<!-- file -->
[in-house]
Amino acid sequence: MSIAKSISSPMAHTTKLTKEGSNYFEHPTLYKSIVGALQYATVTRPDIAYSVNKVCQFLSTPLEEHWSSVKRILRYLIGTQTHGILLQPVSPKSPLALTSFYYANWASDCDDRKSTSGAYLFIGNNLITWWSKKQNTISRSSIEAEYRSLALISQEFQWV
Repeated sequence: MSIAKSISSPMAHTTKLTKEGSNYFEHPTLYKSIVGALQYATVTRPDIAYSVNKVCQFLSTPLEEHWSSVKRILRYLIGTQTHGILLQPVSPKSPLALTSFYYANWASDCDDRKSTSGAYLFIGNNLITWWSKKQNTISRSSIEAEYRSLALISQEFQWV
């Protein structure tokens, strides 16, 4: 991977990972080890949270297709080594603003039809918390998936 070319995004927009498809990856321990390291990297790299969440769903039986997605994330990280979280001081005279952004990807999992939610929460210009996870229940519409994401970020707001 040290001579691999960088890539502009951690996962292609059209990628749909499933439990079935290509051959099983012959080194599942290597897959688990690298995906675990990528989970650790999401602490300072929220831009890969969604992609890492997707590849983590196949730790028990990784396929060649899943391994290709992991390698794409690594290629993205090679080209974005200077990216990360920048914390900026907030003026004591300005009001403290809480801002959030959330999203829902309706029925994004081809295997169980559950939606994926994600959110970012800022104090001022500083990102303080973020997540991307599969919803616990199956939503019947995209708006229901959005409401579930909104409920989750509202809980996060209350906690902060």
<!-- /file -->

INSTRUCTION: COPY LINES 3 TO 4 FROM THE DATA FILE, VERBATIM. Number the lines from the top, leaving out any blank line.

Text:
Repeated sequence: MSIAKSISSPMAHTTKLTKEGSNYFEHPTLYKSIVGALQYATVTRPDIAYSVNKVCQFLSTPLEEHWSSVKRILRYLIGTQTHGILLQPVSPKSPLALTSFYYANWASDCDDRKSTSGAYLFIGNNLITWWSKKQNTISRSSIEAEYRSLALISQEFQWV
């Protein structure tokens, strides 16, 4: 991977990972080890949270297709080594603003039809918390998936 070319995004927009498809990856321990390291990297790299969440769903039986997605994330990280979280001081005279952004990807999992939610929460210009996870229940519409994401970020707001 040290001579691999960088890539502009951690996962292609059209990628749909499933439990079935290509051959099983012959080194599942290597897959688990690298995906675990990528989970650790999401602490300072929220831009890969969604992609890492997707590849983590196949730790028990990784396929060649899943391994290709992991390698794409690594290629993205090679080209974005200077990216990360920048914390900026907030003026004591300005009001403290809480801002959030959330999203829902309706029925994004081809295997169980559950939606994926994600959110970012800022104090001022500083990102303080973020997540991307599969919803616990199956939503019947995209708006229901959005409401579930909104409920989750509202809980996060209350906690902060």